‘Usman’ evacuations ordered
TACLOBAN CITY—Bracing for heavy rains and the possible floods and landslides that would ensue, officials on Leyte and Samar islands suspended work in government and private offices and ordered people in flood- and landslide-prone areas to evacuate on Friday as Tropical Depression “Usman” blew closer to the region.
The storm was expected to make landfall in Eastern Samar province on Friday night, according to the Philippine Atmospheric, Geophysical and Astronomical Services Administration (Pagasa).
Weather specialist Benison Estareja said the rains to be brought by Usman may cause floods and landslides over most parts of the Visayas, the Bicol region, the islands of Mindoro, Marinduque, Romblon and Quezon provinces, as it cuts across central Philippines on Saturday and Sunday.
By 5 p.m. on Friday, Usman was centered 285 kilometers east of Guiuan, Eastern Samar.
Guiuan resident Teresita Guimbaolibot, 63, fearing a repeat of the devastation caused by Supertyphoon “Yolanda” (international name: Haiyan) five years ago, was preparing to leave her new house.
Her old house in Barangay Campoyong, a coastal village, was destroyed when Yolanda hit her town. “We are all ready to evacuate. We have packed our belongings,” she said.
Tacloban Mayor Cristina Romualdez suspended work in all government offices in the city.
Private offices in Catbalogan City and Pinabacdao in Samar province, and Guiuan and Borongan in Eastern Samar province, also were ordered closed.
About 13 families, or 78 individuals, from Barangay Lico, Naval in Biliran province, were evacuated to safer ground because of a possible landslide.
In Biliran’s Almeria town, officials started forced evacuation on Friday morning in four barangays prone to flooding and landslides, said Richard Sanoy, municipal disaster risk reduction management officer.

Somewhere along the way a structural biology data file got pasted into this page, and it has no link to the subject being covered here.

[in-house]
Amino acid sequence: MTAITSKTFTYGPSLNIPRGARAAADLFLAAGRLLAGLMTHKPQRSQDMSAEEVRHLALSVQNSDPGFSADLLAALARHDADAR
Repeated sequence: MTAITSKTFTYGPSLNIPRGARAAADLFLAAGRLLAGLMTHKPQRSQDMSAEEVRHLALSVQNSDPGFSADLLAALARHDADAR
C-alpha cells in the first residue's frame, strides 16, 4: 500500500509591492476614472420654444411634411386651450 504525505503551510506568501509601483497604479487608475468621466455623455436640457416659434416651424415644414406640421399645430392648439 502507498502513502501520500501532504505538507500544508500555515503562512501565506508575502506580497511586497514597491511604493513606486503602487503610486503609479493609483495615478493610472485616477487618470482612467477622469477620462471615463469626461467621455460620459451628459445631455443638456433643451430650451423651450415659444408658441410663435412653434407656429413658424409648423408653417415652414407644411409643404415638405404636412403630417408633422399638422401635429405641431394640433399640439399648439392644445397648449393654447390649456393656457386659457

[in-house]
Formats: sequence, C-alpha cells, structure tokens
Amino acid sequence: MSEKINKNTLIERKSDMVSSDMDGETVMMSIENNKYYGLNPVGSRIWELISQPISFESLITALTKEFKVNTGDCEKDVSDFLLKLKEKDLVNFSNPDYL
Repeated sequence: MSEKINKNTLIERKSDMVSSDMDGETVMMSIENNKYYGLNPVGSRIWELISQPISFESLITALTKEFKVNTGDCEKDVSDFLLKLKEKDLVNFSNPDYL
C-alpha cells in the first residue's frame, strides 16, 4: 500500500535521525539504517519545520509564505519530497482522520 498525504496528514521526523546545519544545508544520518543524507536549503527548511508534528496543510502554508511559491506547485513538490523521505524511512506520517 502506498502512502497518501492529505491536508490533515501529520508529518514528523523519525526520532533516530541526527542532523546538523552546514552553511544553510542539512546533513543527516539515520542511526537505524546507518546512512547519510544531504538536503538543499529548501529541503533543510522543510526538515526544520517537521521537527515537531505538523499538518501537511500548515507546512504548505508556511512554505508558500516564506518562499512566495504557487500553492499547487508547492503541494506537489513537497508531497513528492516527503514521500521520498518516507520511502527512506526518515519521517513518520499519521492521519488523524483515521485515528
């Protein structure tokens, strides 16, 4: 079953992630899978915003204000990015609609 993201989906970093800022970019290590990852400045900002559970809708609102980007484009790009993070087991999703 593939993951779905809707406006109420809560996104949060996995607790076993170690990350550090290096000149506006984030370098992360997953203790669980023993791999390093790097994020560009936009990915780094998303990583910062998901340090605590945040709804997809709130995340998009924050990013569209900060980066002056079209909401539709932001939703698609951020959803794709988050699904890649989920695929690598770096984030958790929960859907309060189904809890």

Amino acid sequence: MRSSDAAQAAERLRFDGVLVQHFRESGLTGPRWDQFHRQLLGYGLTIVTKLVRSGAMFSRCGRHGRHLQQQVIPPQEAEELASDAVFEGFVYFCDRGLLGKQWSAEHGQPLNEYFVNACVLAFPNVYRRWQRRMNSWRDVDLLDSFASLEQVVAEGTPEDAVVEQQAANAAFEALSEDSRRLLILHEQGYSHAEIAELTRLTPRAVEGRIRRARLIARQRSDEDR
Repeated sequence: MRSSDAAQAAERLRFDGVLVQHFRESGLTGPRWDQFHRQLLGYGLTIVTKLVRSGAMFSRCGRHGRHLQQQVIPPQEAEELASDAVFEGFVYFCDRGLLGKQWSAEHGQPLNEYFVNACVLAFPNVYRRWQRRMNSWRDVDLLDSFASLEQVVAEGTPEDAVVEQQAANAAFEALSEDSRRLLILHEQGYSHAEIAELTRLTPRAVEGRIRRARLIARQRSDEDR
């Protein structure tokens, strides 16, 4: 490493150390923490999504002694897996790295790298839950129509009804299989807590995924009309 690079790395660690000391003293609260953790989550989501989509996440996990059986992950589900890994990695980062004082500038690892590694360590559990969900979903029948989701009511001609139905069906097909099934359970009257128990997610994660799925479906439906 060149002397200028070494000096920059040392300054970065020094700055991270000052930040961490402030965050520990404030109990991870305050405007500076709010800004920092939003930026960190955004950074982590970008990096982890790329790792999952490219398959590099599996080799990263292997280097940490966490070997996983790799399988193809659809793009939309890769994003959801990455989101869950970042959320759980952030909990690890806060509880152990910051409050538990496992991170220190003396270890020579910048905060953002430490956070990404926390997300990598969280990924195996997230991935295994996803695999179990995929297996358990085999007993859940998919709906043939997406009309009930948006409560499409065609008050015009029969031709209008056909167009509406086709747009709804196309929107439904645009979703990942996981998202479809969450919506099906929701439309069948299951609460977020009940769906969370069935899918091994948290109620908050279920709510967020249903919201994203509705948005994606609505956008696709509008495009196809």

Almeria was among the areas in Biliran province most devastated by Typhoon “Urduja,” which killed 13 people in December last year.
“We are being joined by personnel from the Philippine National Police and Bureau of Fire as many of the residents do not like to leave their houses. In fact, we’re forced to tie the hands of those who do not cooperate with us,” he said.
Sea travel suspended
The Philippine Coast Guard (PCG) suspended sea travel and said at least 4,511 ferry passengers were stranded at the ports of San Isidro and Allen in Northern Samar, Ormoc City in Leyte and Liloan in Southern Leyte.
The Office of Civil Defense in Bicol reported close to 8,500 passengers were stranded on Friday afternoon at the ports of Sorsogon, Albay, Camarines Sur and Masbate provinces.
Flooding was reported at Barangay Buenaventura in Buhi town, Camarines Sur, and knee-deep water affected Casiguran town in Sorsogon where one river had overflowed its banks, said Luisito Mendoza Jr., chief of the town’s disaster management office.
The suspension of sea travel in Western Visayas stranded about 1,200 passengers in Negros Occidental, according to Lt. Cmdr. Ramil Palabrica, spokesperson for PCG Western Visayas.
The rains also slowed traffic on Bacolod City’s main roads.
In Manila, presidential spokesperson Salvador Panelo on Friday assured the public that the government has prepared for the storm, but encouraged citizens to monitor the weather.
Malacañang said the Department of Social Welfare and Development had a stockpile of food and other emergency items worth about P1.3 million.
Soldiers, police ready
The Department of Health said it had prepositioned about P7.3 million worth of supplies in Western Visayas, Eastern Visayas and Davao.
Defense Secretary Delfin Lorenzana told reporters in Malacañang that the National Disaster Risk Reduction and Management Council had prepared supplies and disaster responders, including soldiers and police.
“This is not a strong storm, but even with weak winds, the rains will be very strong so there might be floods and landslides. So that’s what we’re trying to prevent—people from falling victim to landslides and floodings,” Lorenzana said. —WITH REPORTS FROM MELVIN GASCON, JULIE M. AURELIO AND CARLA P. GOMEZ
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